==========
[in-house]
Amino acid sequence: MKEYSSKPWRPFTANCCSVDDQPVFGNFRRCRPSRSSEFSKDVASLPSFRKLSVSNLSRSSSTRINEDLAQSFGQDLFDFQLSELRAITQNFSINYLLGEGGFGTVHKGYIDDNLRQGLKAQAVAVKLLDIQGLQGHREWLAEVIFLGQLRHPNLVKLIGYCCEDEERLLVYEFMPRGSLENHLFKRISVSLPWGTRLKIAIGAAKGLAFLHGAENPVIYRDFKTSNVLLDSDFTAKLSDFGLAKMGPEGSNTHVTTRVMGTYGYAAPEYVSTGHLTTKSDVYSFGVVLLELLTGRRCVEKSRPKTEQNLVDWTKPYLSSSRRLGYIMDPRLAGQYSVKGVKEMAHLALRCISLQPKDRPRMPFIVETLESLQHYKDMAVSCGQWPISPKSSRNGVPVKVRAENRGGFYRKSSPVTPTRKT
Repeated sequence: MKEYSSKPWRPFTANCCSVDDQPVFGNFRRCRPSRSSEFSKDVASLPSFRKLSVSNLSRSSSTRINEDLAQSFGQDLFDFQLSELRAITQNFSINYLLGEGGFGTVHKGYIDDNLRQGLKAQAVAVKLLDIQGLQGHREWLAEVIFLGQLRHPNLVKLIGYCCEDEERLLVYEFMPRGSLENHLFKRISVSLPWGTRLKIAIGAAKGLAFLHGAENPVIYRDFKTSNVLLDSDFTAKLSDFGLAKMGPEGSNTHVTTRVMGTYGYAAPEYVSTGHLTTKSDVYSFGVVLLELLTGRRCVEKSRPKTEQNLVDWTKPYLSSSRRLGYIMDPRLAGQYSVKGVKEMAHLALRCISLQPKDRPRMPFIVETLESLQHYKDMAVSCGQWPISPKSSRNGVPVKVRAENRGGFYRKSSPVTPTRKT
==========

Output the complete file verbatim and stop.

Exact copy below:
[in-house]
Amino acid sequence: MKEYSSKPWRPFTANCCSVDDQPVFGNFRRCRPSRSSEFSKDVASLPSFRKLSVSNLSRSSSTRINEDLAQSFGQDLFDFQLSELRAITQNFSINYLLGEGGFGTVHKGYIDDNLRQGLKAQAVAVKLLDIQGLQGHREWLAEVIFLGQLRHPNLVKLIGYCCEDEERLLVYEFMPRGSLENHLFKRISVSLPWGTRLKIAIGAAKGLAFLHGAENPVIYRDFKTSNVLLDSDFTAKLSDFGLAKMGPEGSNTHVTTRVMGTYGYAAPEYVSTGHLTTKSDVYSFGVVLLELLTGRRCVEKSRPKTEQNLVDWTKPYLSSSRRLGYIMDPRLAGQYSVKGVKEMAHLALRCISLQPKDRPRMPFIVETLESLQHYKDMAVSCGQWPISPKSSRNGVPVKVRAENRGGFYRKSSPVTPTRKT
Repeated sequence: MKEYSSKPWRPFTANCCSVDDQPVFGNFRRCRPSRSSEFSKDVASLPSFRKLSVSNLSRSSSTRINEDLAQSFGQDLFDFQLSELRAITQNFSINYLLGEGGFGTVHKGYIDDNLRQGLKAQAVAVKLLDIQGLQGHREWLAEVIFLGQLRHPNLVKLIGYCCEDEERLLVYEFMPRGSLENHLFKRISVSLPWGTRLKIAIGAAKGLAFLHGAENPVIYRDFKTSNVLLDSDFTAKLSDFGLAKMGPEGSNTHVTTRVMGTYGYAAPEYVSTGHLTTKSDVYSFGVVLLELLTGRRCVEKSRPKTEQNLVDWTKPYLSSSRRLGYIMDPRLAGQYSVKGVKEMAHLALRCISLQPKDRPRMPFIVETLESLQHYKDMAVSCGQWPISPKSSRNGVPVKVRAENRGGFYRKSSPVTPTRKT